|G32||Claviceps pupurea||163||163||19%||3e-35||91.53%||550||MN218708.1||Fries, 1823|
|G33||Curvularia affinis||1053||1053||96%||0.0||100.00%||714||HG778981.1||Boedijn, 1933|
|G34||Cladosporium cladosporioides||1005||1091||99%||0.0||99.28%||1651||KJ596320.1||Fresen, 1850|
|G35||NO SIGNIFICANT SIMILARITY|
|G36||Microascus murinus||979||979||89%||0.0||100.00%||530||MG457819.1||Sandoval-Denis et al., 2015|
|G37||Penicillium chrysogenum||1077||1077||99%||0.0||100.00%||608||MH127463.1||Thom, 1910|
|G40||Penicillium paxilli||368||368||48%||5e-97||90.18%||800||JN617709.1||Bainier, 1907|
|G42||Cladosporium dominicanum||959||959||93%||0.0||100.00%||520||OW986440.1||Zala et al., 2007|
|G43||Periconia cookie||937||937||100%||0.0||96.33%||584||OU989471.1||Mason and Ellis, 1953|
|G44||Curvullaria affinis||946||946||92%||0.0||98.15%||541||AB705141.1||Boedijn, 1933|
This grant has been of great help to me because I was able to accomplish one of my specific objectives of which I could not have been able to proceed with the remaining objectives (which are, to carry out a pathogenicity test on the identified fungi species so as to sought out which of them are entomopathogenic, determine the toxicity of the selected isolates and their formulations on potato aphids under laboratory conditions, evaluate the effects of different formulations of the selected isolates of entomopathogenic fungi for the management of potato aphids under field conditions and determine the efficacy of intercropping potato with beans and the selected EPF for the management of potato aphids) without the results of the first objective. This remaining part of the work will be completed in February 2023.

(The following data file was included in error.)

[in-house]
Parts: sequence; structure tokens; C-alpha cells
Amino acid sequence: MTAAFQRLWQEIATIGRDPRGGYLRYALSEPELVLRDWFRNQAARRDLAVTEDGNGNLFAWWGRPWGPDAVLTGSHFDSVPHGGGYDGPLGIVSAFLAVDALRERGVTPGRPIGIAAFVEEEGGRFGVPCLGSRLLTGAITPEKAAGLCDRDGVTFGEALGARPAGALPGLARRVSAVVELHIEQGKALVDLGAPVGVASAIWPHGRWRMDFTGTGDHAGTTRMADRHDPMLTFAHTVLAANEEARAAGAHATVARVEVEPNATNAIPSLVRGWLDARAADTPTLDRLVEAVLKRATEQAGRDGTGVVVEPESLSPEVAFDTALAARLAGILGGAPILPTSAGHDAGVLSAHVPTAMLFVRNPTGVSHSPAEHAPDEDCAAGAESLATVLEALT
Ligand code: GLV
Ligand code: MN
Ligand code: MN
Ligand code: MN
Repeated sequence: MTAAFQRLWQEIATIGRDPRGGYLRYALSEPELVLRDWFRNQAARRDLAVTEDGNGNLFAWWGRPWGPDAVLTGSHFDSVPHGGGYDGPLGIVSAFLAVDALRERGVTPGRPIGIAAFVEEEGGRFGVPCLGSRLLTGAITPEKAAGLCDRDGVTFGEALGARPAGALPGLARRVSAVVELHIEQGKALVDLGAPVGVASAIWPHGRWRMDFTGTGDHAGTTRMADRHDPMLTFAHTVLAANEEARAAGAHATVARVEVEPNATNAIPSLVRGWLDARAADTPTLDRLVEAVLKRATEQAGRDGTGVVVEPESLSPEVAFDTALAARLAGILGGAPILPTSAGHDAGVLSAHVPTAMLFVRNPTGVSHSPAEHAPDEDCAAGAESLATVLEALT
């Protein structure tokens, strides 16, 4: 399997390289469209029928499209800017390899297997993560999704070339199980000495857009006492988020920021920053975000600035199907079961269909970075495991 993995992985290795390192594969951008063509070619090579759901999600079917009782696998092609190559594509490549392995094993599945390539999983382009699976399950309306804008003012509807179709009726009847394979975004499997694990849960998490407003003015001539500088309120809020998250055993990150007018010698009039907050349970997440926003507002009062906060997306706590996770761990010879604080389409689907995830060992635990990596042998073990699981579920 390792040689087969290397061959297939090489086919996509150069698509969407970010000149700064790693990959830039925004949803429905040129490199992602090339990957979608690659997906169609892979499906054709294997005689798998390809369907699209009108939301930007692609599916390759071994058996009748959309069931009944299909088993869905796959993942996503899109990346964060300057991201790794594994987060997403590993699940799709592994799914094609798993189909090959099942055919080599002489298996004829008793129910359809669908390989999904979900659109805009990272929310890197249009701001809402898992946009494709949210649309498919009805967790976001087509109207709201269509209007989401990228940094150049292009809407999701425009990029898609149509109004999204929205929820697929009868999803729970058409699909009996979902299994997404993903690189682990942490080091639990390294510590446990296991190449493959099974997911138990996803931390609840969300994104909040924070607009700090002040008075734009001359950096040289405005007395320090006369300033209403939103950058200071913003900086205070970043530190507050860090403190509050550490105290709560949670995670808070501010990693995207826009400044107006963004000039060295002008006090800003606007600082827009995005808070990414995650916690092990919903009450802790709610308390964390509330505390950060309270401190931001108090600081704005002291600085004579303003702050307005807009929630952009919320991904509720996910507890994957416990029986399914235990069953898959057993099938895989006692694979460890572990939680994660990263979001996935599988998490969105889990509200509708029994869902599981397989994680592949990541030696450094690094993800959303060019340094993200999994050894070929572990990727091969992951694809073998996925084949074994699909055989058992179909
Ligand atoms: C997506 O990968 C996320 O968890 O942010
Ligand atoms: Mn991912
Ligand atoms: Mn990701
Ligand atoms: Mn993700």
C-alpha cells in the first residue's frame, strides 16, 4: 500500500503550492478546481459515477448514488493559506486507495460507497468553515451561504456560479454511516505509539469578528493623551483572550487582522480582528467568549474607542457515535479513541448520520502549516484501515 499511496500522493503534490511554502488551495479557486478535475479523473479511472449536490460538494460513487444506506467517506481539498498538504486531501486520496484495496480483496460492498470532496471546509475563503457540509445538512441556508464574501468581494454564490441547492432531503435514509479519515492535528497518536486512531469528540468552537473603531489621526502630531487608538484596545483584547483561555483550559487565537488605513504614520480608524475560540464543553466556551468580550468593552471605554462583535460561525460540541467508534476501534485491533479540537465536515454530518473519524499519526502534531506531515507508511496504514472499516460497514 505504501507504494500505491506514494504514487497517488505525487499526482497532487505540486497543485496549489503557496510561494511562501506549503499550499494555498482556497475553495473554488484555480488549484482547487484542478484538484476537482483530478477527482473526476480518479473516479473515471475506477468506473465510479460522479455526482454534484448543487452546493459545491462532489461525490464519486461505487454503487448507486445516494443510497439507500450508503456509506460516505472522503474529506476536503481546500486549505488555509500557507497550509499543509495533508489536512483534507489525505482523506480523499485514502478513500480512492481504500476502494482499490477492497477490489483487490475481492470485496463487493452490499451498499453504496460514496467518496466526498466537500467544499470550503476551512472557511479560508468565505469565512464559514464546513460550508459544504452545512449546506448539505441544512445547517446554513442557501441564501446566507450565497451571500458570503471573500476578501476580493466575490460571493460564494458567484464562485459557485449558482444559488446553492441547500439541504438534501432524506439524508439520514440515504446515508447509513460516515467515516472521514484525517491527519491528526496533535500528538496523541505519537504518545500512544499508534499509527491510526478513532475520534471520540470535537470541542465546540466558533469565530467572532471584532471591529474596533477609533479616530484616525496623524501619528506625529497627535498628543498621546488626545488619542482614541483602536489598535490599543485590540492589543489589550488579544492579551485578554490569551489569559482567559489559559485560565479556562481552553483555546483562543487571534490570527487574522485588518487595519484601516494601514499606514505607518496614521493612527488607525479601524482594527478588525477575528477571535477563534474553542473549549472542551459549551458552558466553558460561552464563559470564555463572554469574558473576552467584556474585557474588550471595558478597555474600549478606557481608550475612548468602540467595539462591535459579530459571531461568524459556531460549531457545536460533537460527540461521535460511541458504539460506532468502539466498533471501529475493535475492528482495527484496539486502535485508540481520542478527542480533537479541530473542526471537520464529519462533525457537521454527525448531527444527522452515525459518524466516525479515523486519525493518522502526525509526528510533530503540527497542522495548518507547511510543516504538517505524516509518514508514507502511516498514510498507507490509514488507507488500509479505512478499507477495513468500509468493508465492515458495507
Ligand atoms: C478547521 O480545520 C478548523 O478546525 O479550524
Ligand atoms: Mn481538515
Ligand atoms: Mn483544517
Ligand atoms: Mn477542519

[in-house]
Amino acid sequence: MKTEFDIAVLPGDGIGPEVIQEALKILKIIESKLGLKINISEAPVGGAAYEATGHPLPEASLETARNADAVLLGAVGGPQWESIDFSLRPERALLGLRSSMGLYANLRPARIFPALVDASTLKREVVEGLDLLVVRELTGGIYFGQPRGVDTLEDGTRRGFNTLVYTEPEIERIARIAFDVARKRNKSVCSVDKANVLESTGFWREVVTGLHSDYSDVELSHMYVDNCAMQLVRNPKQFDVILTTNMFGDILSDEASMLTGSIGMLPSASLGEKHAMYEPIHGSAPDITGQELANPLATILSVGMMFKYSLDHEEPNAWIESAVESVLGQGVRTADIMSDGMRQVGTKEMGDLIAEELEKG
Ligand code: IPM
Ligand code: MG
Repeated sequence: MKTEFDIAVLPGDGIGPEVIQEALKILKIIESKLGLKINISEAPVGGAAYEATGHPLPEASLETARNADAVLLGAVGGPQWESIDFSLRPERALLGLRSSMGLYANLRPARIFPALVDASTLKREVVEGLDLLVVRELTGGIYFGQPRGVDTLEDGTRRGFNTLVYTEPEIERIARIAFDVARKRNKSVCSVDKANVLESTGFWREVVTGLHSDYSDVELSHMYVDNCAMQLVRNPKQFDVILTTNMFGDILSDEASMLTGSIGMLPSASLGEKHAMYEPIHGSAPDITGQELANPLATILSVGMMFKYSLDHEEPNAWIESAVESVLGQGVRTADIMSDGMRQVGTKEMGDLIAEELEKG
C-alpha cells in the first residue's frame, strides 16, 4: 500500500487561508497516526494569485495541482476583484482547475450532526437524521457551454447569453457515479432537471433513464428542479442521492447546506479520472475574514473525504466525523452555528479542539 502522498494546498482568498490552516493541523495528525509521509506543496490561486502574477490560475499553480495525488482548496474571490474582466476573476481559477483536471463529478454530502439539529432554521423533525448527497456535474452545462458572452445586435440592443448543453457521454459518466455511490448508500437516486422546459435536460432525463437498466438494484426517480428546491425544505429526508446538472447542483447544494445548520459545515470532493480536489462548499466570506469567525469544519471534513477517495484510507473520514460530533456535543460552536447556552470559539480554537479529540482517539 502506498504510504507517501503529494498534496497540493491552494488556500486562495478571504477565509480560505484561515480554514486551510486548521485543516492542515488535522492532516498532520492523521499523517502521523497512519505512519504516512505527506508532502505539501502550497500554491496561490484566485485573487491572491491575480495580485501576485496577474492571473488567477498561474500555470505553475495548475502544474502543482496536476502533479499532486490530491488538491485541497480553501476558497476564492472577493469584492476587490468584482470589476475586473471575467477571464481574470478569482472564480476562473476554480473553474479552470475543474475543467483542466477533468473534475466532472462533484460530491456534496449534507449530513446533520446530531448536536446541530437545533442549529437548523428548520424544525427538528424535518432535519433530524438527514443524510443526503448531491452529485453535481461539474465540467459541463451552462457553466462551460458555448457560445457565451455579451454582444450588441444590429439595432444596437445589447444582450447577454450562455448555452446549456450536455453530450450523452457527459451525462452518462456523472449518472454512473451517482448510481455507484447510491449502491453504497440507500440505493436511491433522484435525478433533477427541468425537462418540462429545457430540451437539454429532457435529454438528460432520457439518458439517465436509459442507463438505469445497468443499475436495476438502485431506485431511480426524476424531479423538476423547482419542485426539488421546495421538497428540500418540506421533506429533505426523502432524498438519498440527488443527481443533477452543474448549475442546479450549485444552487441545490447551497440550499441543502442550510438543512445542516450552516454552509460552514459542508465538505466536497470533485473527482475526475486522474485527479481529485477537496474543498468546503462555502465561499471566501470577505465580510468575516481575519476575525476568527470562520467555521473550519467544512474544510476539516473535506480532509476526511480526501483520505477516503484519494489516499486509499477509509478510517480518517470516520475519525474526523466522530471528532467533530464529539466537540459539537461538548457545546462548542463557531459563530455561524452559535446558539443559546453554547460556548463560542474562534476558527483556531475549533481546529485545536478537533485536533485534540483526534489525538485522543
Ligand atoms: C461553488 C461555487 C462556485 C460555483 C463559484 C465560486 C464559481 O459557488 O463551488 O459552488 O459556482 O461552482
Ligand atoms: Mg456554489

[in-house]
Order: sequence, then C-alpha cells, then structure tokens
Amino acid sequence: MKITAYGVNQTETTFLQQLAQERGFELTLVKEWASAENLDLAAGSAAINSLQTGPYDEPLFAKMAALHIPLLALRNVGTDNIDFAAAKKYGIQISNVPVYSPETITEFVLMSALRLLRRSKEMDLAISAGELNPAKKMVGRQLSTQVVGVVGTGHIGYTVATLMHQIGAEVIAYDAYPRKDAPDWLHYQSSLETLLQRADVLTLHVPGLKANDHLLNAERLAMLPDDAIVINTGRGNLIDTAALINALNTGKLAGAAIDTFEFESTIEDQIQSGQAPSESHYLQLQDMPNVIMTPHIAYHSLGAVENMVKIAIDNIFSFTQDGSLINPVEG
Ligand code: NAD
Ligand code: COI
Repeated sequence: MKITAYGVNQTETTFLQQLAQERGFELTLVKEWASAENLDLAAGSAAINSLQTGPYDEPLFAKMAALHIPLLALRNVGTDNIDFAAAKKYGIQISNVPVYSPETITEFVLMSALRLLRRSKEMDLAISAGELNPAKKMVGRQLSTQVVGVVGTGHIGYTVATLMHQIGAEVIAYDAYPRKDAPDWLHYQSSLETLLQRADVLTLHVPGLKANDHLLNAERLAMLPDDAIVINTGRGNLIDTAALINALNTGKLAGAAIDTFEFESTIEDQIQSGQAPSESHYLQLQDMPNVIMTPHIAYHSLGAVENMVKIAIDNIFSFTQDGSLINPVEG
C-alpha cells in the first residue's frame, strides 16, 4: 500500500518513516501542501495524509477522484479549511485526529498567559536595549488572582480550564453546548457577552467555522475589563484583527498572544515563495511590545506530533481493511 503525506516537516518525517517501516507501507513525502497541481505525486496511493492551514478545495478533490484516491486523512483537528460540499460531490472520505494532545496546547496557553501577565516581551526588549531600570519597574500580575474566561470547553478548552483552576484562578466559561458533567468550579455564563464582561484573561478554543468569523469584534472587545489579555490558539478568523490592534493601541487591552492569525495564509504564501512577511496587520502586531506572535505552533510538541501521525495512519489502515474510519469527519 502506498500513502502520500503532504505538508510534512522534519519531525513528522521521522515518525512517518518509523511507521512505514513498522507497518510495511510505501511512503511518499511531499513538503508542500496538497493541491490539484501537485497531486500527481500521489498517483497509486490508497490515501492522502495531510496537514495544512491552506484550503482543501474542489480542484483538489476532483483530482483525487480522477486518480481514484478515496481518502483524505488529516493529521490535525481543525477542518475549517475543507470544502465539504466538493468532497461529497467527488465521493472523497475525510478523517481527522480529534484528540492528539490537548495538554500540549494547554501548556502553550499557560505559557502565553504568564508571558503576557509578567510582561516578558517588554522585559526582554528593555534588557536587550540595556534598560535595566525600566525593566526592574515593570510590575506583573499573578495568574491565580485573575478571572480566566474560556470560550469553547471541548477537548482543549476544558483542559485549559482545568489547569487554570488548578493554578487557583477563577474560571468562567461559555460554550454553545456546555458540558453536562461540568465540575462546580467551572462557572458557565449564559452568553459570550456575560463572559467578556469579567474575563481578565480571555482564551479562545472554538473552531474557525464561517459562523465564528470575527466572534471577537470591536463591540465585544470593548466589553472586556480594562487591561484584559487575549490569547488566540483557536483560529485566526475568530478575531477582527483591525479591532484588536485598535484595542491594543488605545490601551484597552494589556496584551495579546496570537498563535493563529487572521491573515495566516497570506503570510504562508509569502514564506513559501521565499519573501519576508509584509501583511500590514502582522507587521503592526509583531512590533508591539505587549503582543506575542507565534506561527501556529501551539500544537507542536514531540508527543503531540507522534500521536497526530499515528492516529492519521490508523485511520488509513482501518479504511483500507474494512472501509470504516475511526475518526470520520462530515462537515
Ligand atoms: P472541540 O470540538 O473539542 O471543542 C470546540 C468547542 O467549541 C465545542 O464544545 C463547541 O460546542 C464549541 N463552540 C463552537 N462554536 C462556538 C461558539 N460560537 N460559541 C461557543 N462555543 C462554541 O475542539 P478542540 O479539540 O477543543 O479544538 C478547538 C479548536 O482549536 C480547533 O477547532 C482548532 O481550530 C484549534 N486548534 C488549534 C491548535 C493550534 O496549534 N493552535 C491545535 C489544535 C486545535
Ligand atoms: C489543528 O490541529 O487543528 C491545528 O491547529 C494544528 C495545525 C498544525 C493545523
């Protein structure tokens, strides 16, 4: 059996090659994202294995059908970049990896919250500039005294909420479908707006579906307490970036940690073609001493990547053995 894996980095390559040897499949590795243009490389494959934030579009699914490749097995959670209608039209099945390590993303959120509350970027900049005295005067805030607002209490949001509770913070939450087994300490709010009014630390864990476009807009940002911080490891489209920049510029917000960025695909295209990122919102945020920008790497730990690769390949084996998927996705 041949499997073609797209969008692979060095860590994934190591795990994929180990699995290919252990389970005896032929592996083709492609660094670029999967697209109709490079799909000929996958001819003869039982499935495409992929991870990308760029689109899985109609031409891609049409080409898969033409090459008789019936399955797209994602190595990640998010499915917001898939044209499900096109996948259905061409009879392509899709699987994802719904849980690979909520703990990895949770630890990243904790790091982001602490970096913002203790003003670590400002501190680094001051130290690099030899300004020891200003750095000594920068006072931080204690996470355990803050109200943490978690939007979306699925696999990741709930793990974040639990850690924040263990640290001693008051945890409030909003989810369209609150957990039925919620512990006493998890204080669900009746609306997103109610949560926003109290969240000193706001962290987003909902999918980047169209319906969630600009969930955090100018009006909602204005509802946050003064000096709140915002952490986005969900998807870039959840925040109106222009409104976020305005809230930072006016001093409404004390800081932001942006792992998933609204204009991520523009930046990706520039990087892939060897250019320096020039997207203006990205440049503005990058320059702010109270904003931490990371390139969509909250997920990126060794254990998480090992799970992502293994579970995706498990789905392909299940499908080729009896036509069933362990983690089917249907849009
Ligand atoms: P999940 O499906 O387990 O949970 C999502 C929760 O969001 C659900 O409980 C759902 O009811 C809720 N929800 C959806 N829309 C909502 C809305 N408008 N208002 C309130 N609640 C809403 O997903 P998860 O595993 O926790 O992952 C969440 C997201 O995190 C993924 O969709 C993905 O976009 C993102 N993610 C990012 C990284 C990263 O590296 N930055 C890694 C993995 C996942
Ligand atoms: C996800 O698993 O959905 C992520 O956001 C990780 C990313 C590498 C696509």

I thank the BSPP for their generosity because I wouldn’t have been able to go this far with my research if the grant was absent. I also wish to thank my supervisors Prof Tonjock Rosemary Kinge and Prof Tofel Haman Katamssadan in a special way for without them, no other person would have given me the wonderful training and follow up throughout this work and making it a success. Special thanks also go to the lab attendant Mr Mbabe Felix and the lab assistant Miss Moforcha Lilian for their time, patience and directives they offered to me while I was working at the Life Science Laboratory in the University of Buea.
CHIA Genevieve KAIN
The University of Bamenda, Cameroon
This is the report from a BSPP Lockdown Bursary.